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Odessey and Oracle
The Zombies
Odessey and Oracle
Genres: World Music, Pop, Rock, Classic Rock
 
  •  Track Listings (27) - Disc #1

The Zombies were perhaps the most British-sounding of all British Invasion groups, and yet they never scored a hit record in their native U.K. The band released three great singles over here, including the wonderful "Time ...  more »

      
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CD Details

All Artists: The Zombies
Title: Odessey and Oracle
Members Wishing: 22
Total Copies: 0
Label: Big Beat UK
Release Date: 3/30/1998
Album Type: Original recording remastered, Import, Extra tracks
Genres: World Music, Pop, Rock, Classic Rock
Styles: Europe, British Isles, Oldies, Psychedelic Rock, British Invasion
Number of Discs: 1
SwapaCD Credits: 1
Other Editions: Odyssey & Oracle
UPCs: 029667418126, 002966741812

Synopsis

Amazon.com
The Zombies were perhaps the most British-sounding of all British Invasion groups, and yet they never scored a hit record in their native U.K. The band released three great singles over here, including the wonderful "Time of the Season," which concludes this 1968 masterpiece, frequently called Britain's version of Pet Sounds. This 30th anniversary edition presents both the stereo and mono versions (and there are substantial differences) of the melancholic, keyboard-dominated pop that flowed from Rod Argent and bassist Chris White. The Zombies' main songwriters explored "psychedelic" themes from odd angles. Here songs address a letter to a girlfriend in jail ("Care of Cell 44") and war ("Butcher's Tale"). There's even a "flowers-in-their-hair" hippie anthem (the gorgeous "Hung Up on a Dream"). Totally of its time, and, nevertheless, a timeless classic. --Bill Holdship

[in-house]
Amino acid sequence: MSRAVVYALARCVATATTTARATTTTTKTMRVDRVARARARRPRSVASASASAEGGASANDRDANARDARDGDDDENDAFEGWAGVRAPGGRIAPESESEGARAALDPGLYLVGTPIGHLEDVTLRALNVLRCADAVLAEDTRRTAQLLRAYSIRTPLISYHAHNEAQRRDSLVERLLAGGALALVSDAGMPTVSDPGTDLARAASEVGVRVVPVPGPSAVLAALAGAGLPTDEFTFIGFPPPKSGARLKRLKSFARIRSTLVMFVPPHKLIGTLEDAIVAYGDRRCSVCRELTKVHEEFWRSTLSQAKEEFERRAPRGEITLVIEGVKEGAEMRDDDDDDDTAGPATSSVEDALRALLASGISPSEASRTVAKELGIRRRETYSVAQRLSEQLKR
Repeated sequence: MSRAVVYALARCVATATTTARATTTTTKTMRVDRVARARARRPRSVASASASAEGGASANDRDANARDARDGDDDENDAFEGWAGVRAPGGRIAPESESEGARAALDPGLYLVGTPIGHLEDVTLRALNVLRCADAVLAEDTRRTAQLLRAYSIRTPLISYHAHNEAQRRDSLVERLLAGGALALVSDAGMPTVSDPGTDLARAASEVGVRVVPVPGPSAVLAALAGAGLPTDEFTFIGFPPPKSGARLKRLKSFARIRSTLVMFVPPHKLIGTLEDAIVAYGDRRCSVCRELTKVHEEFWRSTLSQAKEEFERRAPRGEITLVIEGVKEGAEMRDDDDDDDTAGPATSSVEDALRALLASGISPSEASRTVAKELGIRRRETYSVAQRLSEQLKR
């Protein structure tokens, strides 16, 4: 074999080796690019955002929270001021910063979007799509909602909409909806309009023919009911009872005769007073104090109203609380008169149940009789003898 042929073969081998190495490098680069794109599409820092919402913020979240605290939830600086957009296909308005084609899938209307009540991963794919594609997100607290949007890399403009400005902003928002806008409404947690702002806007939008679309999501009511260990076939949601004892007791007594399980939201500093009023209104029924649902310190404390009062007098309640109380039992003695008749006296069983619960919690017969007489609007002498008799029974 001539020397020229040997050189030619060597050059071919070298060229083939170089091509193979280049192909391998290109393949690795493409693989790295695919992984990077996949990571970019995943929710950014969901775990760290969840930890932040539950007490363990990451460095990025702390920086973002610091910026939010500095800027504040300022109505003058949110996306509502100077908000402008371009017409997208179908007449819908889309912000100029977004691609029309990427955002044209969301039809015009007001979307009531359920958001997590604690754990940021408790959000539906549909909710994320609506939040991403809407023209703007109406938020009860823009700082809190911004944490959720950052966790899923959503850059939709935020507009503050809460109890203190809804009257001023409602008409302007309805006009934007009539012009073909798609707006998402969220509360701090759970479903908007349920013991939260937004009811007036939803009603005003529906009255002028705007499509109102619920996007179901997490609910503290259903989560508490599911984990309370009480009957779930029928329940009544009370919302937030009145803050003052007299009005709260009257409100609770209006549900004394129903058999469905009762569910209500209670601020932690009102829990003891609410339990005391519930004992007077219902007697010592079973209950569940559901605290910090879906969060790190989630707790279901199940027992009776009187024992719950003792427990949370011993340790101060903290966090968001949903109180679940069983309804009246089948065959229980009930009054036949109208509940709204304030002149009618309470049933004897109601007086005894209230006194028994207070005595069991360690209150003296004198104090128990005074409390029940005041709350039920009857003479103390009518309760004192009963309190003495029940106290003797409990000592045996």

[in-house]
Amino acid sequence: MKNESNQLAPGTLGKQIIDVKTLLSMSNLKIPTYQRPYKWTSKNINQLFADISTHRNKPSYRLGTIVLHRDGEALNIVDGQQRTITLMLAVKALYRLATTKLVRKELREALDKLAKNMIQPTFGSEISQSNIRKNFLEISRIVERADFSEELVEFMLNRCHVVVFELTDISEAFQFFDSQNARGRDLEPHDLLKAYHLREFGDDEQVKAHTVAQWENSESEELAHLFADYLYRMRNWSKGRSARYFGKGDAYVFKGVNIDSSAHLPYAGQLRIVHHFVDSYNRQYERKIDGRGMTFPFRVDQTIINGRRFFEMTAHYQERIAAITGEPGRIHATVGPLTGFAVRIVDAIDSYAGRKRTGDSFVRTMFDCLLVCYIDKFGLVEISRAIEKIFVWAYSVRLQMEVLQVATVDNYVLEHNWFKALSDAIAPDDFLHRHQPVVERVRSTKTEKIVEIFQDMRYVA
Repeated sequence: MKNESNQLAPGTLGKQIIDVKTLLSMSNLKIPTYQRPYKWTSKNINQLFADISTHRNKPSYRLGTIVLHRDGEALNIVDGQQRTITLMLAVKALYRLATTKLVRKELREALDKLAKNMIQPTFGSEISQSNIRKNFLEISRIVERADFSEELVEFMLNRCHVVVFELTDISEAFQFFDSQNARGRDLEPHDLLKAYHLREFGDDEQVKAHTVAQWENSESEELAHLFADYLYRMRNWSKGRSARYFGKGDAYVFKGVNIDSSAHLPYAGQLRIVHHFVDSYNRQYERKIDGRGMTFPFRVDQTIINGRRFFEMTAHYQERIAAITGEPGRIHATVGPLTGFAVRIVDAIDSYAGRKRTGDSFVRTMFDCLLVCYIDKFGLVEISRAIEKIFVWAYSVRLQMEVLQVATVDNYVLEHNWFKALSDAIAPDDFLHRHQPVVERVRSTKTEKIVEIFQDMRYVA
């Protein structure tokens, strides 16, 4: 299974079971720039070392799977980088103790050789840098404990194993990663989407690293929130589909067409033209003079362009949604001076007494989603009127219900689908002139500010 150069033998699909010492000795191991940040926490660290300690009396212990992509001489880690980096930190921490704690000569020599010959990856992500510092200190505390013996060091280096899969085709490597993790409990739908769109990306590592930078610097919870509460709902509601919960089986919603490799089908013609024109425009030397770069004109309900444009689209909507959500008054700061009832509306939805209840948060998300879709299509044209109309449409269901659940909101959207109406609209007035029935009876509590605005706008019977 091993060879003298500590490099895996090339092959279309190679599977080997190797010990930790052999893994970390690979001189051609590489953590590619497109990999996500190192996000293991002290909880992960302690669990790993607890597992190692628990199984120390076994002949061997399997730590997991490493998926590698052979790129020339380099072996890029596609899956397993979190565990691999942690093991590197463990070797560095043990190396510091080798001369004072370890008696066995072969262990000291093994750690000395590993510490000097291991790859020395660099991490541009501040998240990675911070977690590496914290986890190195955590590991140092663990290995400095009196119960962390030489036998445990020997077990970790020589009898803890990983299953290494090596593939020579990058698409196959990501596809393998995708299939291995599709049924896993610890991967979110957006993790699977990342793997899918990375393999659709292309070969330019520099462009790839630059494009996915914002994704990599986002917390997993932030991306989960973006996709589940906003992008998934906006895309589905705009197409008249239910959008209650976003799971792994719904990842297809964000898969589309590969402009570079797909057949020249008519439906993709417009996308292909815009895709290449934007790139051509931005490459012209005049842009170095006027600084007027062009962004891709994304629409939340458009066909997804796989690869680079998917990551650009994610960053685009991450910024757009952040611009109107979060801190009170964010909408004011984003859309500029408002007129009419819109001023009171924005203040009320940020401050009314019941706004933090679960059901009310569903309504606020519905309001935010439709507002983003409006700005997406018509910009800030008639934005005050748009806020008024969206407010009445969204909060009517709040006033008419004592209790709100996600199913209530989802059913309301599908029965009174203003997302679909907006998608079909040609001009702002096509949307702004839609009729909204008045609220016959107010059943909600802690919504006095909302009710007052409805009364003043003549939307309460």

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CD Reviews

Even Better Than Sgt. Pepper's
jokamachi | california | 04/25/2010
(5 out of 5 stars)

"This admission has been building up inside of me for years and it's not an easy thing to say, so I'm just going to say it: The level of lyricism, cohesion, performance, and baroque creativity that went into the creation of this album surpasses that of even the Beatles' masterwork of 1967.

This 1998 release by Big Beat UK is superior to the more recently remastered version in 2004 in that it contains both stereo and mono versions of Odyssey & Oracle in addition to several alternate takes (A Rose for Emily among them). And once again, mono proves superior."